Ensuring adequate energy is crucial to the acceleration of economic growth. And as we usher in the year 2012, all indications are positive for the energy sector in Rwanda.
One of the indicators is the Kivuwatt methane project in Kibuye, which is already underway and is expected to start producing an initial 25 MW of electricity by July 2012. This will increase Rwanda’s installed capacity by 40 per cent before eventually producing 100 MW.
Rwanda has significant local energy resources which, other than methane gas, include geothermal and hydro power. The untapped resources are estimated to amount to 1,200 MW, most of which has not been exploited.
The threshold set in the 2008-2012 Economic Development and Poverty Reduction Strategy (EDPRS) was to increase power generation to 130 MW by 2012 through investments in hydropower and methane gas-to-electricity projects, including new and renewable energy sources, such as solar and wind.
However, recently revised Government targets are to develop over 1,000 MW generating capacity by 2017 and connect 50 per cent of the population to electricity by the same year.
Currently, 14 per cent of the population has access to electricity, with a significant proportion of the population, over 90 per cent, relying on biomass for their energy needs. Biomass refers to organic matter, such as wood, used as fuel.
To make amends for the high biomass utilisation by the majority of the population, Rwanda has made some commendable efforts in providing 60 per cent of households countrywide with improved stoves. As stated in the National Energy Policy and Strategy, this derives from the recognition that community involvement is a priority in developing energy resources. Sustainable biomass utilisation and a green and low carbon development in electricity generation have been emphasised under the Energy Policy and Strategy.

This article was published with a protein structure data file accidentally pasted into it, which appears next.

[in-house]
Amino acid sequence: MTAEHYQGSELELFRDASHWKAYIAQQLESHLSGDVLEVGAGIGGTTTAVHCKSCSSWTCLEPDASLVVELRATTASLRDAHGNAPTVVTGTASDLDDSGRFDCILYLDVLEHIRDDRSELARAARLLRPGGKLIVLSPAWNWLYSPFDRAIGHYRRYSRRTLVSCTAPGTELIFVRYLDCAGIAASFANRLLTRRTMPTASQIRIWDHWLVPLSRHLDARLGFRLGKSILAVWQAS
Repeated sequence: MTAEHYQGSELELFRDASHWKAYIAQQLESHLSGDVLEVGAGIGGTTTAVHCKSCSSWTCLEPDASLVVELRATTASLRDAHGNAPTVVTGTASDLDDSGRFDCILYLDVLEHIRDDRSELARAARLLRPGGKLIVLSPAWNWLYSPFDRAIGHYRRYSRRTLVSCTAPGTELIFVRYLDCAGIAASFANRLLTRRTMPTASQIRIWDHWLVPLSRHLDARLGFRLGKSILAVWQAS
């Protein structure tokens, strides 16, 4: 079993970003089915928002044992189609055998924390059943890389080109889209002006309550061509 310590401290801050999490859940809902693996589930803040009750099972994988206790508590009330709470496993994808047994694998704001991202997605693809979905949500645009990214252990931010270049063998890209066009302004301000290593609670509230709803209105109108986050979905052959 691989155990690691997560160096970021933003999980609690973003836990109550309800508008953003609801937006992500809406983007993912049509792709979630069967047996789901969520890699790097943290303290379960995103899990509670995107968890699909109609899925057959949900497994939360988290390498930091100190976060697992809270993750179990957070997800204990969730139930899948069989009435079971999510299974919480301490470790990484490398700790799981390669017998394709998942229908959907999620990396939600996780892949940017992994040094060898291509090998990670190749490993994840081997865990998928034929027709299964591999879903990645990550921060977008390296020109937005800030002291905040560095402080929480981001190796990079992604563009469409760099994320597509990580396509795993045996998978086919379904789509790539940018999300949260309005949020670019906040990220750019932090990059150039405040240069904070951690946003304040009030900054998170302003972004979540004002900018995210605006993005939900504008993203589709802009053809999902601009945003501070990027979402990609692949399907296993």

Clean energy, such as solar power has gained a foothold in Rwanda with a modest 250 kW already in the national grid with a further 750 KW to be developed.
Solar energy has, however, over the decades been utilised to provide cheap and sustainable electricity for schools, churches and households in rural areas, mainly courtesy of local and international organisations.
According to the State Minister for Energy and Water, drilling for exploration of geothermal energy were set to commence by early this year in identified areas around Mt Karisimbi.
Geothermal energy is expected to contribute 300 MW to the national grid by 2017. Other identified sites for geothermal exploitation include Gisenyi, Kinigi and Bugarama.
Some of the major energy projects underway include the Nyabarongo hydropower plant to be located in Muhanga and Ngororero Districts with an expected power generation capacity of 27.5 MW by early 2014.
Rwanda is also set to benefit from participation in regional hydropower projects. These include the 63 MW Rusumo project that has been a collaborative effort with Burundi and Tanzania expected to be complete in 2015.
Others are the 145 MW Rusizi III project being developed in collaboration with the Democratic Republic of Congo and Burundi with completion set for 2016.